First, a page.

Piketty’s book, says Lobe, “is gaining favorable reviews in virtually every mainstream publication” as it highlights the intrinsic perils of capitalism with a focus on the inevitable rise of income and wealth inequality.
In an interview last week, Piketty himself summarized the basic tenet of his book by saying, “I have proved that under the present circumstances capitalism simply cannot work.”
Placing both the AFL-CIO findings and Piketty’s argument in context, Lobe continues:
Piketty, whose work is based on data from dozens of Western countries dating back two centuries and argues that radical redistribution measures, including a “global tax on capital,” are needed to reverse current trends toward greater inequality, is speaking to standing-room-only audiences in think tanks here this week.
In addition, the Supreme Court’s ruling earlier this month lifting the aggregate limits that wealthy individuals can contribute to political campaigns and parties has added to fears that, in the words of a number of civic organisations, the U.S. political system is moving increasingly towards a “plutocracy”.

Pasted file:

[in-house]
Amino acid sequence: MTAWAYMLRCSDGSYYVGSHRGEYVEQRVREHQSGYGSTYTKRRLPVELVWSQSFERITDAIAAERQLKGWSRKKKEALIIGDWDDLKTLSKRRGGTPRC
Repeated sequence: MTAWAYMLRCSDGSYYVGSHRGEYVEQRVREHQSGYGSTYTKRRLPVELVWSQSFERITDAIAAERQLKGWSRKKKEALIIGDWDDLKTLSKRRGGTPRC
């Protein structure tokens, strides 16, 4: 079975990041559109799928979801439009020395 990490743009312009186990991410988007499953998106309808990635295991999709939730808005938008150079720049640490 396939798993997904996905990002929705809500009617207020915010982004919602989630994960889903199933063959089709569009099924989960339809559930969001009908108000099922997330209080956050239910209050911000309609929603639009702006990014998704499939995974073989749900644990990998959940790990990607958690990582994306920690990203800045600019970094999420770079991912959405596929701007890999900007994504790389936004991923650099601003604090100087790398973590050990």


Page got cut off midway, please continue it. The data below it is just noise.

Of all Western countries, income inequality is greatest in the United States, according to a variety of measures. In his book, Pikkety shows that inequality of both wealth and income in the U.S. exceeds that of Europe in 1900.
The 331:1 ratio between the income of the 350 corporate CEOs in the Pay Watch survey and average workers is generally consistent with the pay gap that has prevailed over the past decade.
As the AFL-CIO argues in their report:
America is supposed to be the land of opportunity, a country where hard work and playing by the rules would provide working families a middle-class standard of living. But in recent decades, corporate CEOs have been taking a greater share of the economic pie while wages have stagnated and unemployment remains high.
High-paid CEOs of low-wage employers are fueling this growing economic inequality. In 2013, CEOs of the Standard & Poor’s (S&P) 500 Index companies received, on average, $11.7 million in total compensation, according to the AFL-CIO’s analysis of available data from 350 companies.
Today’s ratio of CEO-to-worker pay is simply unconscionable.